Businesses relaxed about 3D printing risks
New research from law firm DMH Stallard has found that while many companies are excited by the use and potential of 3D printing, they currently don’t see it posing much of a threat to their intellectual property (IP).
This is despite the fact that 3D printing can make counterfeiting goods easier.
The qualitative research spoke to companies working across such areas as using 3D printing to produce prototypes as well as finished parts, and those developing software relevant to 3D printing, design protection and data logistics.
Robert Ganpatsingh (pictured), Partner at DMH Stallard and one of the researchers, says: “Of the companies we spoke to, who all operated in a business-to-business environment, the majority believed that their IP would be safe if sensible precautions were taken to protect it. Although they did acknowledge that there was more danger to them at the bespoke end of the scale, where very small numbers of highly customised products are made.
“While this attitude may not cost them today, as 3D printing improves, so does the ability of counterfeiters to rip off IP which is hugely valuable to organisations. Companies need to take steps now to ensure that they are protected in the future as the technology develops.”
The research found that the major motivations for companies to use 3D printing fell into four main categories:
1. Supply chain disruption: It allows companies to take back control of their supply chain by producing their own parts. 2. Mass customisation: Being able to customise products without the need for expensive and dedicated tools. 3. Reverse engineering: Not only does 3D printing allow the design and creation of customised products, it allows models to be created from products. 4. Making the impossible possible: It allows the creation of products that other manufacturing methods would not have allowed.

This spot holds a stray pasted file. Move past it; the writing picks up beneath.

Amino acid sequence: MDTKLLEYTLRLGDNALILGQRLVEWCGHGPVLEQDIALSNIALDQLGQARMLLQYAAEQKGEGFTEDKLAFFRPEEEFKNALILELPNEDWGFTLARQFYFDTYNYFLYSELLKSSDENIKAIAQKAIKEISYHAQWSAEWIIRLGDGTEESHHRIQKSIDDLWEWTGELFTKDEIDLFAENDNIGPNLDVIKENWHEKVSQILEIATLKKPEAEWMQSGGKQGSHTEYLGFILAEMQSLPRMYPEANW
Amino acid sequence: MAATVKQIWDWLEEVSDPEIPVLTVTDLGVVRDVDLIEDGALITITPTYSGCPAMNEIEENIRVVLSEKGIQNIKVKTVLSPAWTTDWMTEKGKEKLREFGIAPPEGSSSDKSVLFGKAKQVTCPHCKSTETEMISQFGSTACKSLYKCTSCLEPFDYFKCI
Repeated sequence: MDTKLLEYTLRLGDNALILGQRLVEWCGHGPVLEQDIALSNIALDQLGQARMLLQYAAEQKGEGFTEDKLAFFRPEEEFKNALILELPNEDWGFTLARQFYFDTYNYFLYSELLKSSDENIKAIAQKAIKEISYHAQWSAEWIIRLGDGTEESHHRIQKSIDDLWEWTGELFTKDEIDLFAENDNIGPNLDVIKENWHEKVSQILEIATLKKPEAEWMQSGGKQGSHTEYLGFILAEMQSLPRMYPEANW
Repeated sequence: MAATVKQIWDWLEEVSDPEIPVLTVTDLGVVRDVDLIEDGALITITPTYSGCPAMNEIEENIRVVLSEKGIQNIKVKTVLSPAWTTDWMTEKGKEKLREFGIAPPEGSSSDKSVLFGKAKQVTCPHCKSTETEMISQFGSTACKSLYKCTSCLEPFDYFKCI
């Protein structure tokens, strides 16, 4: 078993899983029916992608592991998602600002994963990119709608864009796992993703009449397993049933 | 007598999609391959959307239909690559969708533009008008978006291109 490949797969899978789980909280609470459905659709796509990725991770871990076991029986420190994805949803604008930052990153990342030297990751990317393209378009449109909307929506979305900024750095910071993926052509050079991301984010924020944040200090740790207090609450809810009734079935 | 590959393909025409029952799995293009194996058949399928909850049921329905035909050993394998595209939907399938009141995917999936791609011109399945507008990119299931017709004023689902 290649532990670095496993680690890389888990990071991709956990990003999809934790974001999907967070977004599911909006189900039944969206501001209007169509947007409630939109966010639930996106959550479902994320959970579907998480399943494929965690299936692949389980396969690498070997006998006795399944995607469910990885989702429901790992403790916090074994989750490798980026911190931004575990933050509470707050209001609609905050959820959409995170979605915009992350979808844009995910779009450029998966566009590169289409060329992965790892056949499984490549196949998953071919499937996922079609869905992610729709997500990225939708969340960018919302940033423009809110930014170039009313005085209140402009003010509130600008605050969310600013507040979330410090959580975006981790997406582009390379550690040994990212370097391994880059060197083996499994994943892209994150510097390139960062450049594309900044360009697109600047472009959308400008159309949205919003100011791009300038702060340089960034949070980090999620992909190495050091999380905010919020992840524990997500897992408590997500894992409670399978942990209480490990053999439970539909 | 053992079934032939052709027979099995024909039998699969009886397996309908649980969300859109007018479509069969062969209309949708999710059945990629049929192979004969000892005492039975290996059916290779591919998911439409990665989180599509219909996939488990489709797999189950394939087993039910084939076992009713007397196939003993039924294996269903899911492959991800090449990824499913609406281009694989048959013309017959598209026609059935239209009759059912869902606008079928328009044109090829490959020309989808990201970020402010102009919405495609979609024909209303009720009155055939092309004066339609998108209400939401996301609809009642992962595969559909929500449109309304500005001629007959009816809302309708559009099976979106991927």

Robert continues: “One of the most attractive things about 3D printing is that manufacturing businesses need only move data to the printer to enable local manufacturing. But this means whoever has that data has the keys to the castle. The UK develops innovative products that are the result of huge investments in research and development. Organisations need to protect their investment by making it as difficult as possible for counterfeiters to copy their products.”
Robert has the following tips for businesses wanting to get the most from 3D printing while protecting their IP.
Ten top tips for making the most of 3D printing: 1. Evaluate the strategic benefits that 3D printing could bring to your business through increased agility and reduced product development time scales. 2. Secure your data both internally and externally. If you need to share designs with third parties, use geometrical models viewed through web based viewers. This means that you can avoid sending sensitive design files which can be rapidly disseminated and easily exploited through 3D printing. 3. For added security, invest in your own 3D printing capability to print prototype designs in-house. 4. Technology is constantly changing and advancements may overtake your current development and protection strategies. Keep up to date with changes in the industry to avoid this happening to you. 5. Set up as many barriers as possible to prevent the copying of your products. Remember to follow tried and trusted strategies to protect IP, such as design rights, patents and trade marks. 6. Place greater emphasis on determining which parts of your products may need their own individual protection. 7. If you are allowing customers or suppliers to 3D print finished parts of your own design, consider posting them on a site where distribution is controlled. You must have strict contractual terms agreed between you and the 3D printing bureau to give you added protection in case of any lost data, IP infringement or other legal liability. 8. If making production parts, ensure that you have appropriate control of processes within your organisation and with any sub-contractors you may use. 9. When making production parts, look to protect the process, not just the shape of the parts. Get advice to ensure the most important aspects of your products are properly protected. Don’t forget to look at our earlier report on protecting intellectual property. 10. As well as protecting the process used to create products, think about protecting the materials being used and how important they are. This may be through IP or an exclusive contractual agreement with the supplier.
DMH Stallard employs 300 staff with over 60 partners in London, Gatwick, Guildford and Brighton.
For a copy of the report please contact firstname.lastname@example.org